Bush’s second term was upended on myriad fronts. He proposed the privatization of Social Security, but the initiative foundered. His fellow Republicans blocked his effort to pass comprehensive immigration reform that included a path to citizenship for the undocumented. Iraq remained mired in conflict and bloodshed, and Afghanistan became a stalemate. The administration’s bungled response to Hurricane Katrina, and the 2008 financial collapse, made for one of the hardest second terms in modern times, and Bush left office with approval ratings hovering around 30 percent. (Losing reelection is also a bitter experience that few people have known. President George W. Bush observed that his father’s 1992 reelection defeat dealt a “sting” that “lingered.”)
Second terms find ways to bleed power and prestige from the Oval Office. The imperial presidency surfaces when presidents feel liberated following their reelection victories, and in the modern era, scandals have sometimes crowded out a president’s second-term agenda. The Watergate scandal originated in the break-in of Democratic headquarters during Nixon’s reelection campaign. The cover-up largely unfolded early in Nixon’s second term. The Iran-contra affair — in which Reagan administration officials hatched a scheme in violation of the law to trade arms for hostages with Iran in order to fund “freedom fighters” in Nicaragua — was another second-term debacle. Reagan’s growing detachment from the details of governing as he aged in his second term helped seed the scandal. The Monica Lewinsky affair was uncovered in Bill Clinton’s second term, triggering his impeachment. All those presidents got things done amid the uproars, but the scandals drained their political capital and buoyed their opponents.
Perhaps the greatest problem with second-term presidents is their tendency to rely more exclusively on executive actions, as partisan opponents in Congress block their priorities. Deploying the presidential “pen” and “phone,” as Obama vowed he would do in his 2014 State of the Union address, is far more tenuous than congressionally approved legislation. Executive orders can be overturned by a successor — also with a stroke of a pen. Courts find it easier to negate a president’s action that hasn’t been congressionally authorized. Even the chaos-prone Trump administration found ways to withdraw the United States from Obama’s Iran nuclear deal and reverse Obama’s historic opening to Cold War foe Cuba, both achievements of Obama’s second term brought about by executive action.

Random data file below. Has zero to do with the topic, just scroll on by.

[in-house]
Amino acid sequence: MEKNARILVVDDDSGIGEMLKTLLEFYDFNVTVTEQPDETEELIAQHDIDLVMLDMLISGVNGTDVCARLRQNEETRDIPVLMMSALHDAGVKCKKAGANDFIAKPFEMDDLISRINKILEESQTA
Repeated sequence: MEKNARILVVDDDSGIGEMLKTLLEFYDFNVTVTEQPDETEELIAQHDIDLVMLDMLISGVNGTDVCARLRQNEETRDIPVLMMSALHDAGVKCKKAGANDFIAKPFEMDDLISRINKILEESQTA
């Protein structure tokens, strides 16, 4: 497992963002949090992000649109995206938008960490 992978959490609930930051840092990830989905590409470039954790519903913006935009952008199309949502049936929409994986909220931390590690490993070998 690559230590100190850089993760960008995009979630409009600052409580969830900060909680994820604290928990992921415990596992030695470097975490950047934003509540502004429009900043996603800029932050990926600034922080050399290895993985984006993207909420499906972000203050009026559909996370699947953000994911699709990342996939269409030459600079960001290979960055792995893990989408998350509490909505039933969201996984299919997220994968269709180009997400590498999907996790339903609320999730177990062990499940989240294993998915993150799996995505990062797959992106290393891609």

One-term presidents have underappreciated advantages, as well, and often look better in hindsight. A single term is enough for a president to forge a legacy that successors can pick up and build upon. Inspired by the small-government, pro-business ideology, Reagan hung one-termer Calvin Coolidge’s portrait in the White House Cabinet Room (Coolidge assumed the presidency upon Warren Harding’s death and won election in 1924). Two recent biographies have emphasized one-term president Jimmy Carter’s achievements in the realms of energy policy, environmental protections and Middle East accords. The single-term president George H.W. Bush has become something of a model for liberals and some conservatives for his internationalist foreign policy vision, his leadership in managing a peaceful end to the Cold War and the coalition he assembled to oust Iraqi dictator Saddam Hussein from Kuwait without plunging the U.S. into a quagmire. Presidents who have served eight years typically notched their most influential, legacy-defining actions in their first terms: Reagan’s major tax cuts; Clinton’s deficit-cutting budgets and the assault weapons ban; George W. Bush’s two wars and domestic security legislation; Obama’s stimulus and sweeping health-care reform all occurred during their first four years in the White House.
By forgoing a second term, future presidents may well give more power to the first branch of government — Congress — and take a step toward curbing some of the president’s imperial powers. Making single terms the norm would address a problem that has long worried critics of the presidency as an institution. Wisconsin Sen. Alexander Wiley, a Republican, warned in 1947 that a multiterm president “always makes for dangers of dictatorship.” Trump’s presidency — particularly his shattering of democratic norms, desire to punish his enemies, use law enforcement and the military to keep himself in power, and crass erasure of the lines between his businesses and his office — revived fears among liberals and some conservatives of despots seizing power. One term can do a lot of damage to democracy, but a second term is far more dangerous. Ours is supposed to be a legislative government, with strictly limited presidential power, and Biden, of all people, with his decades in the Senate, is keenly aware of that.
Biden’s critics got it wrong when they dismissed his 2020 White House run as a futile exercise. He was correct that he was well-positioned to defeat Trump. But if he does decide against a race for re-election, it may well cement his legacy as the person who dealt a blow to Trumpism, defended American democracy and demonstrated to the world that the United States is still a force for freedom, even if it is under duress.